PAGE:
As bodily presence is diminished, clustered versions of the subjects have gained prominence: images, sounds, texts and information produced by the subject are construed as a new form of totality. Sign and action have been collapsed in the social imaginary, undermining the power of the voice, destroying the subsequent possibilities for action and for the expression of dissent.

Art practice serves here as a vehicle for imagining new forms of participation that respond to these transformations.

Private Ownership Restricting Civil Rights in Local Centers

Maryam Fanni, Paula Urbano, Elof Hellström, Sarah Kim, Åsa Johansson

When squares and local centres are enclosed or become privately owned, there is ambiguity regarding the rights of the public. MDGH have been mapping local centres along the Stockholm subway lines investigating different aspects of the mall as a public space. On the one hand the limitations set by the detail plan and ownership, and on the other our civil rights within private shopping malls.

Indoor areas with regular pedestrian traffic are classified as public spaces with the same jurisdiction as public squares. According to the Order Act, the police cannot deny permission to gather in a public space based on the property owners objection. Permission can only be denied in regards to order, safety, traffic or the risk of transmitted diseases. But the architecture of shopping malls and indoor squares are designed to limit the imagination of what actions can take place.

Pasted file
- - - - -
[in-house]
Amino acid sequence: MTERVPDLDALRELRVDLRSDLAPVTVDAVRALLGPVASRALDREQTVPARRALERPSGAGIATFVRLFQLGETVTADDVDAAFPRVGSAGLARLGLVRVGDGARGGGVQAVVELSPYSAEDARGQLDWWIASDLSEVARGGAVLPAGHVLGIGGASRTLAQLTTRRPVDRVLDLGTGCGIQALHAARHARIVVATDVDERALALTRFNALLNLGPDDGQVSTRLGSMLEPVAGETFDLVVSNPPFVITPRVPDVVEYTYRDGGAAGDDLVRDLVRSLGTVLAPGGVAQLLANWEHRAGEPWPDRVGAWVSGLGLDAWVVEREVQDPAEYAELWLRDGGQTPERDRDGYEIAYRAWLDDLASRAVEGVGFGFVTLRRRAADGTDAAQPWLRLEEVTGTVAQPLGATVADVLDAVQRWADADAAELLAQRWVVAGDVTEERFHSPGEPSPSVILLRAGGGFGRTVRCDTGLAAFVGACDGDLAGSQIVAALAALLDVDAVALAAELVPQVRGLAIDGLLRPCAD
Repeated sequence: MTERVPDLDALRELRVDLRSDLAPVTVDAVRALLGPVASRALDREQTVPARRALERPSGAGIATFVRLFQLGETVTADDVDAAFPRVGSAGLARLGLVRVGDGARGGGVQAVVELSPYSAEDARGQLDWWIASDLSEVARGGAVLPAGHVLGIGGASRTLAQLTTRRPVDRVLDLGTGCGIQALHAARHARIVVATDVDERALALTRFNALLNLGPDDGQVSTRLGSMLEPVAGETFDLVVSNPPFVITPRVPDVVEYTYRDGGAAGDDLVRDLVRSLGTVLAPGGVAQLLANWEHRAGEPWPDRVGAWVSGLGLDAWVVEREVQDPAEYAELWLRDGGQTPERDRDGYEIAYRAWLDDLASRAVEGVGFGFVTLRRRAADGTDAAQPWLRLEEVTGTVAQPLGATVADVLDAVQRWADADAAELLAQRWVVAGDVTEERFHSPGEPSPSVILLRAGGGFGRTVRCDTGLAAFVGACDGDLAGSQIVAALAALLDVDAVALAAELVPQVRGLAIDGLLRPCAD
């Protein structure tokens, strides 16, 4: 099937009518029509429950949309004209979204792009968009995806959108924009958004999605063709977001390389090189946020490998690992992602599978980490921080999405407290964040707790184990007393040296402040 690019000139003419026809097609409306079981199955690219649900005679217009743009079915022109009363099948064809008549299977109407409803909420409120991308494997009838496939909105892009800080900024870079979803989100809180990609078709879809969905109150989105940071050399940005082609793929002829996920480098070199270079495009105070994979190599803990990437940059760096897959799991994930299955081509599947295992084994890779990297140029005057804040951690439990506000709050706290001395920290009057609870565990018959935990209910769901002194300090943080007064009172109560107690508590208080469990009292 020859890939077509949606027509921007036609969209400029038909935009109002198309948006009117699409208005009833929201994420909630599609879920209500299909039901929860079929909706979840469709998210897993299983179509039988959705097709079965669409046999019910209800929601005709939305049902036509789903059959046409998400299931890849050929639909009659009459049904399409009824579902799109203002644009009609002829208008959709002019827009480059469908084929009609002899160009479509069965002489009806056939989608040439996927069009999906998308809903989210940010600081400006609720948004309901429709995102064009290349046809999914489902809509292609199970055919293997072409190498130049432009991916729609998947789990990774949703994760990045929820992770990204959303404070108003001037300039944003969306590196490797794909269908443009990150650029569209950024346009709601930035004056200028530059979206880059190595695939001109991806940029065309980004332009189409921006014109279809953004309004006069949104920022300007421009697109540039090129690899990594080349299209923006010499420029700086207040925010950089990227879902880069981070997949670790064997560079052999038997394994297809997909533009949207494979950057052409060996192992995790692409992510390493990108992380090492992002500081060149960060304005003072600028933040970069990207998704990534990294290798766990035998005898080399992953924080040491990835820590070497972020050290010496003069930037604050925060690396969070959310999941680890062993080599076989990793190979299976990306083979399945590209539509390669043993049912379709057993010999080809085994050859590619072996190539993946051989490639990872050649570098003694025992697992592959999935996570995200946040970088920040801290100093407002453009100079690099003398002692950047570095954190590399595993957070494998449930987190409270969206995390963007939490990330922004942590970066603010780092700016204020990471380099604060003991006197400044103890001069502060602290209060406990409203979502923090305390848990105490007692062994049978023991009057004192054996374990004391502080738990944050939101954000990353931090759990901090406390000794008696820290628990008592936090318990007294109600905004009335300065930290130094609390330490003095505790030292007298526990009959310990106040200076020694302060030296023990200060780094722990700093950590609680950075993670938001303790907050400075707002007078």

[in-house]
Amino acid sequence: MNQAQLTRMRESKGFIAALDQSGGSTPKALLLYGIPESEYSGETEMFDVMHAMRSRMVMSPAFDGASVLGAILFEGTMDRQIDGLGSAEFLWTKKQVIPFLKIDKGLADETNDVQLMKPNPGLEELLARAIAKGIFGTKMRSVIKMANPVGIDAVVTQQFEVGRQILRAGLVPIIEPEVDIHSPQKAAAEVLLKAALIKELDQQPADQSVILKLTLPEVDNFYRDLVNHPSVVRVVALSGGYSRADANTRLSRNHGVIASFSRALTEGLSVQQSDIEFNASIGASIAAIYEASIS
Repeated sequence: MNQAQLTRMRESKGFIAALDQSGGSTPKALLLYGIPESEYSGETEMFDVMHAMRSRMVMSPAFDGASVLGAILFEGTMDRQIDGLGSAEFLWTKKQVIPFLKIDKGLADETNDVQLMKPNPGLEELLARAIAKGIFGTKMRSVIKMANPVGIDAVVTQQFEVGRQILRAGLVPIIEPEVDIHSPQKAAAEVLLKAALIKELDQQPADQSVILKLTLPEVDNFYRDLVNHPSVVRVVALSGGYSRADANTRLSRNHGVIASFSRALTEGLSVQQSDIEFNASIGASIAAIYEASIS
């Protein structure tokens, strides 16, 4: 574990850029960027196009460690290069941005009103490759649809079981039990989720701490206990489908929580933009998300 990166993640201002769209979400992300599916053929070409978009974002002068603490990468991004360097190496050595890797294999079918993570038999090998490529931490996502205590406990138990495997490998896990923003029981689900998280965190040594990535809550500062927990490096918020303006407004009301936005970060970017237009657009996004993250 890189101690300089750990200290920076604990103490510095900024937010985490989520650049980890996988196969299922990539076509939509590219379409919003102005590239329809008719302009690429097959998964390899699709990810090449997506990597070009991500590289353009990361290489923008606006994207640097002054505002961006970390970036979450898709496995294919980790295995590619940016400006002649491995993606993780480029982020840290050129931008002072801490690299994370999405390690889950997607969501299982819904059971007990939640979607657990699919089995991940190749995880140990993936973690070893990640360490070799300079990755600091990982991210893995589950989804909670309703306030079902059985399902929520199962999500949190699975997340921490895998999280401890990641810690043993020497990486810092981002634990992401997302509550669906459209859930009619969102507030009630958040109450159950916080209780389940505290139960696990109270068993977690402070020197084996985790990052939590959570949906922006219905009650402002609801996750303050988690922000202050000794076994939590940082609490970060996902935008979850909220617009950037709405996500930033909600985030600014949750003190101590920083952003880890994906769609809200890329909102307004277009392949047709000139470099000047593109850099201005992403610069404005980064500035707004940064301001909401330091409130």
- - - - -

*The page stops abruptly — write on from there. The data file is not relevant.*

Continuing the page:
Our research is summarized in an alternative Stockholm subway map displaying the proportion of public/private space according to the detail plan and the owners of the local centres. Press clippings of conflicts between owners and the community have been collected, showing how the local communities are affected by ownership changes.

A collection of evasive responses from shopping mall owners, answering a request from MDGH to arrange a public meeting, highlight the conflict of interest when a privately owned space functions as public. Our research shows how the civil rights within a shopping mall should be taken for granted but today is up to the citizens to claim.

‘Crises’, Convulsions, Concurrences: Human Mobility, the European Geography of ‘Exclusion’, and the Postcolonial Dialectics of Subordinate Inclusion

Nicholas de Genova

Over the last few years, we have witnessed a remarkable conjuncture between the escalation, acceleration, and diversification of migrant and refugee mobilities into and across the space of “Europe,” on the one hand, and the mutually constitutive crises of “European” borders and “European” identity. Put differently, we have witnessed the autonomy of migrant and refugee movements significantly subvert the borders of Europe, on the one hand, and multiple convulsive reaction formations of re-bordering by the sovereign authorities of the European border regime, on the other.